"The RCW program is something we like to brag about," says Morrow.

Despite these successes, Morrow and his colleagues, such as Bryan Hall, conservation manager for the S.C. Army National Guard, have to stay on alert for species that may be watch-listed in the future. Hall manages wildlife habitat conservation at the McGrady National Guard Training Center, which occupies the eastern third of Fort Jackson, and at the McEntire Joint National Guard Base in Richland County, as well as natural and cultural resources at eighty armories across the state. For the past twelve years, Hall has partnered with the S.C. Department of Natural Resources to conduct annual Monitoring Avian Productivity and Survivorship (MAPS) surveys to characterize on-base populations of migratory birds. The work involves netting and banding birds to develop a species database. Recently, Hall began monitoring bat populations, looking for signs of the deadly white-nose syndrome.

"Part of that protects our base's training mission, but it's also good management; it is the right thing to do," says Hall. "If they can't train, then we aren't doing our job."

Other South Carolina bases have also had success managing at-risk species and improving habitat. Working in cooperation with researchers at the University of South Carolina and the DNR, John Holloway, natural resource manager at Parris Island Marine Corps Recruit Depot, has studied the base's Eastern diamondback rattlesnake population to reduce potentially lethal human interactions with the venomous snake. The results of the study suggest the base has a sustainable population. Good news, since this species' numbers are in decline. Holloway's team also participates in MAPS and monitors nesting ospreys and bald eagles on the island, and the ongoing timber management program at Parris Island has increased available habitat for a wide range of native species. As at Ft. Jackson, these efforts have provided better areas for basic training procedures, such as land navigation and orienteering.

The focus at Shaw Air Force Base is squarely on managing entire ecosystems, explains Ronald June, the natural and cultural resource manager at the base near Sumter. June manages a crew of seven that's responsible for more than 15,000 acres of land. In 2004, they launched a project to restore one of the Southeast's largest stands of rare Atlantic white cedar trees, besieged by other, more aggressive species. They've also made steady improvements to the longleaf pine forests on base that are essential to the well-being of the red-cockaded woodpecker.

In fact, much of the wildlife management effort at all of these bases revolves around timber management, and for some of these on-base managers, fire has become one of their most effective weapons.

"Getting fire back on the landscape has been one of our biggest challenges," says Morrow.

When he first began working at Fort Jackson, there were large sections of forest that were overgrown due to the lack of naturally occurring fire on the landscape. In some areas, forests near artillery ranges had been maintained by errant shells, but in more remote parts of the base, Morrow can point to places in which fire has been kept off the land for decades. Driving down one of the base's roads the contrast is obvious - on one side the undergrowth is a tangle of bushes, fallen trees and thickets of saplings as impenetrable as barbed wire. On the other, a section managed by fire is park-like, with a grassy understory and wide openings among mixed-aged trees and small hardwoods.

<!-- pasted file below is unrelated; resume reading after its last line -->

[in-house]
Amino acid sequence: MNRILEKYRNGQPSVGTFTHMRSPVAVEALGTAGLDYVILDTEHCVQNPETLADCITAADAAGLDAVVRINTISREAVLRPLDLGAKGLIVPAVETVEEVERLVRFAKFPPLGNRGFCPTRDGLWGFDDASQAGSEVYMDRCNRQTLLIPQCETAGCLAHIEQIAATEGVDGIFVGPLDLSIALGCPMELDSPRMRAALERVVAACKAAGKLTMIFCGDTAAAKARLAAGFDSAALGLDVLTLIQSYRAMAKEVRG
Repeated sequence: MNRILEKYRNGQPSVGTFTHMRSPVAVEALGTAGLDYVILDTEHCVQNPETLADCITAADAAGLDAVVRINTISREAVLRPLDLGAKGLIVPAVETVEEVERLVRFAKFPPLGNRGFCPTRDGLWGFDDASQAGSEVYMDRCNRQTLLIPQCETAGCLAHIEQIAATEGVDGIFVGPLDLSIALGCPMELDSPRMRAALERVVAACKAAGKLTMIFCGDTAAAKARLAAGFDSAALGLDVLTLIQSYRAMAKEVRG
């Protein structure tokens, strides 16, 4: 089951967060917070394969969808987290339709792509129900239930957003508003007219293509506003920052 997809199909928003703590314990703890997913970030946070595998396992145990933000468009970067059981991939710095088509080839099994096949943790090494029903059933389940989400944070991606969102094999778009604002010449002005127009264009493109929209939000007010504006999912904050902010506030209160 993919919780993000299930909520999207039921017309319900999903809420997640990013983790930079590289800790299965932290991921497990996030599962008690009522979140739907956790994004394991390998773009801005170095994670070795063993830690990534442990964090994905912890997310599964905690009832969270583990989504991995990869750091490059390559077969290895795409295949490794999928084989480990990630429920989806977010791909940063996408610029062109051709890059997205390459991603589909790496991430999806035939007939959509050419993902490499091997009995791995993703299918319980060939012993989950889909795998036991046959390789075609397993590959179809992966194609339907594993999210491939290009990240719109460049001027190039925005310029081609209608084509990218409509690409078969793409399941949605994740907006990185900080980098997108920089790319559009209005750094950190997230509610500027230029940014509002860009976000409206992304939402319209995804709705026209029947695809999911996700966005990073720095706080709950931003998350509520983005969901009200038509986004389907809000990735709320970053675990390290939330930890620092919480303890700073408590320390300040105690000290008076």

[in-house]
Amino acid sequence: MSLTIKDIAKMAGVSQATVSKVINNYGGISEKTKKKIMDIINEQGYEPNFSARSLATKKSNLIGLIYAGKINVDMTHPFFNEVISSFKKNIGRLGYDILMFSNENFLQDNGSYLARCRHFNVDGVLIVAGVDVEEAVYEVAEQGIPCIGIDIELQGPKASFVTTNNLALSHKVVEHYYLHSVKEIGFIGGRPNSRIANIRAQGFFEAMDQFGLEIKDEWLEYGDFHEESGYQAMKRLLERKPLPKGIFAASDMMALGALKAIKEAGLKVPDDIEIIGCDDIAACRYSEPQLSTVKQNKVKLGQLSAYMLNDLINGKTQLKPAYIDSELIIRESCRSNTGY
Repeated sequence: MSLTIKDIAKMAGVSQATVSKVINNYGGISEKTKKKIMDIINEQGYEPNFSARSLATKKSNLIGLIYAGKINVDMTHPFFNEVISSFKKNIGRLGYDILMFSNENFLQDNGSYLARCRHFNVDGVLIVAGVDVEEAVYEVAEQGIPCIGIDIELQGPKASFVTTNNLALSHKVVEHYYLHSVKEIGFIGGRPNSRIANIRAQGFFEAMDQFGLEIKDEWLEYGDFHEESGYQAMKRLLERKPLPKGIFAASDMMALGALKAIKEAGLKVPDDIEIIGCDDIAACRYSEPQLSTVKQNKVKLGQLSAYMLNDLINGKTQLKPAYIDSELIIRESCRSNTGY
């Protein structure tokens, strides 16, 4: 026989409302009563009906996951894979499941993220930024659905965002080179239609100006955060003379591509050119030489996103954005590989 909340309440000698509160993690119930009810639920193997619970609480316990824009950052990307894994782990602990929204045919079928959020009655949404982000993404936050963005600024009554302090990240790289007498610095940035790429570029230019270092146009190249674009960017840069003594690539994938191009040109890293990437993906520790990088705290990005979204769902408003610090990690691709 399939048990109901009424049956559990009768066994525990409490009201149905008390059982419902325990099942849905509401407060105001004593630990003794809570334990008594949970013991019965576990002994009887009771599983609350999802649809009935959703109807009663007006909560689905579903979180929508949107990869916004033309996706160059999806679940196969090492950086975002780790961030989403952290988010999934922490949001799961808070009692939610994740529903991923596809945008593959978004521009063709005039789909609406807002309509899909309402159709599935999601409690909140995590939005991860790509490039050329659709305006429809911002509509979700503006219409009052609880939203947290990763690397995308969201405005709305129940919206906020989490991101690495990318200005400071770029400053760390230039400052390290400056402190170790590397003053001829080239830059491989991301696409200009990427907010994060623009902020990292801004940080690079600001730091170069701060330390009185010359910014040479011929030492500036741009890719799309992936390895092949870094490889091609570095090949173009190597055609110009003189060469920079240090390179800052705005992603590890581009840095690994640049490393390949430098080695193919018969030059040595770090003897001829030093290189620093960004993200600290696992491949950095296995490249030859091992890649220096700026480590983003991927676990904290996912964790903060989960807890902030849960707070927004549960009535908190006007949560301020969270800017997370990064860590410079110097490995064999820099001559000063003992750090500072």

That's one thing migratory birds and the military have in common, says Morrow, a preference for forests with natural openings and undergrowth that's manageable. For training soldiers, open forests are the preferred environment for easy maneuverability and a good line of sight to aid in instruction. It also brings the forest closer to its natural state in which fires played a critical role. Birds like the Southeastern kestrel prefer open forests to forage for insects and other small critters. Yet the expanded use of prescribed fire has amplified one of the military's biggest challenges when it comes to executing their training mission on military bases: the steady march of development along their perimeters. It's not the military that has an issue with prescribed fire, sometimes it's their civilian neighbors.

That's just one of an array of challenges, including tighter budgets, climate change, invasive plants and ensuring that training goals take precedence that Morrow and his fellow military wildlife managers must face. Luckily, these professional wildlife managers are up to the task, and the military's stewardship of its lands fits very well with the ethos of American conservation. "As a nation, we've placed a high value on our resources," says Morrow. "It's what built this nation."

Clemson University graduate Jack Igelman lives in Asheville, North Carolina.